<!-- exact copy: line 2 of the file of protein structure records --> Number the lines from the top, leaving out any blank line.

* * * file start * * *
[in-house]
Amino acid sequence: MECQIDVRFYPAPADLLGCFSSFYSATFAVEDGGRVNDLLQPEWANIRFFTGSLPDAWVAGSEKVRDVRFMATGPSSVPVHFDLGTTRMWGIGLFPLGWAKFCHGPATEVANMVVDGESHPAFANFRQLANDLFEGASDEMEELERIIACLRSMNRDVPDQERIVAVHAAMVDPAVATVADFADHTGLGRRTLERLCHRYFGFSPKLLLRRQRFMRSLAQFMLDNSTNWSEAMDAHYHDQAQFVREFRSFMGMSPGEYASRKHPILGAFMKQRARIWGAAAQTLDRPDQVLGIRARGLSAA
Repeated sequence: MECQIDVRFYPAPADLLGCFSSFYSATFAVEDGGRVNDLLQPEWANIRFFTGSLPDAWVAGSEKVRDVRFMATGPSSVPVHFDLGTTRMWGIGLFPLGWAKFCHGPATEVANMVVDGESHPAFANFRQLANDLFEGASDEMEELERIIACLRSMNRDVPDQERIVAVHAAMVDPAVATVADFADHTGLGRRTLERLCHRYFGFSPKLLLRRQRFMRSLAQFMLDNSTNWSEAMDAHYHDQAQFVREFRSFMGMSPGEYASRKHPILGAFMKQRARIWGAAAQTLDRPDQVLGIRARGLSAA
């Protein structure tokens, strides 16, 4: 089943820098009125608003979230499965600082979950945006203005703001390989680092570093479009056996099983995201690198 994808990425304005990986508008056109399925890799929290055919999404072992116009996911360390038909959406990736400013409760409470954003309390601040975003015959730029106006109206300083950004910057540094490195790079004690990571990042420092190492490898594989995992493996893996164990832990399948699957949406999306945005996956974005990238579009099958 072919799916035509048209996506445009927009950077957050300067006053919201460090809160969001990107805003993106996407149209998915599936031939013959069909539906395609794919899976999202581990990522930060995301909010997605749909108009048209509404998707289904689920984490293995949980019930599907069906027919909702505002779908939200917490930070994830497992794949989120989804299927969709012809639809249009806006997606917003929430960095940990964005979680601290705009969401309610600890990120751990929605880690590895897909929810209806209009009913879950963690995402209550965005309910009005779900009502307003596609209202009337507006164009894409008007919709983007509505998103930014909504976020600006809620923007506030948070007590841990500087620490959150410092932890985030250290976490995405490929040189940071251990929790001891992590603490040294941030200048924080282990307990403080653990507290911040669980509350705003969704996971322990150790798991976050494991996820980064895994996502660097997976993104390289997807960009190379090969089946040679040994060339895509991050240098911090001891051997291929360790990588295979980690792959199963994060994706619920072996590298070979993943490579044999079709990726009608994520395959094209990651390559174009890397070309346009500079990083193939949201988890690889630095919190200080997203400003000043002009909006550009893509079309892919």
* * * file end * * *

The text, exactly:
Amino acid sequence: MECQIDVRFYPAPADLLGCFSSFYSATFAVEDGGRVNDLLQPEWANIRFFTGSLPDAWVAGSEKVRDVRFMATGPSSVPVHFDLGTTRMWGIGLFPLGWAKFCHGPATEVANMVVDGESHPAFANFRQLANDLFEGASDEMEELERIIACLRSMNRDVPDQERIVAVHAAMVDPAVATVADFADHTGLGRRTLERLCHRYFGFSPKLLLRRQRFMRSLAQFMLDNSTNWSEAMDAHYHDQAQFVREFRSFMGMSPGEYASRKHPILGAFMKQRARIWGAAAQTLDRPDQVLGIRARGLSAA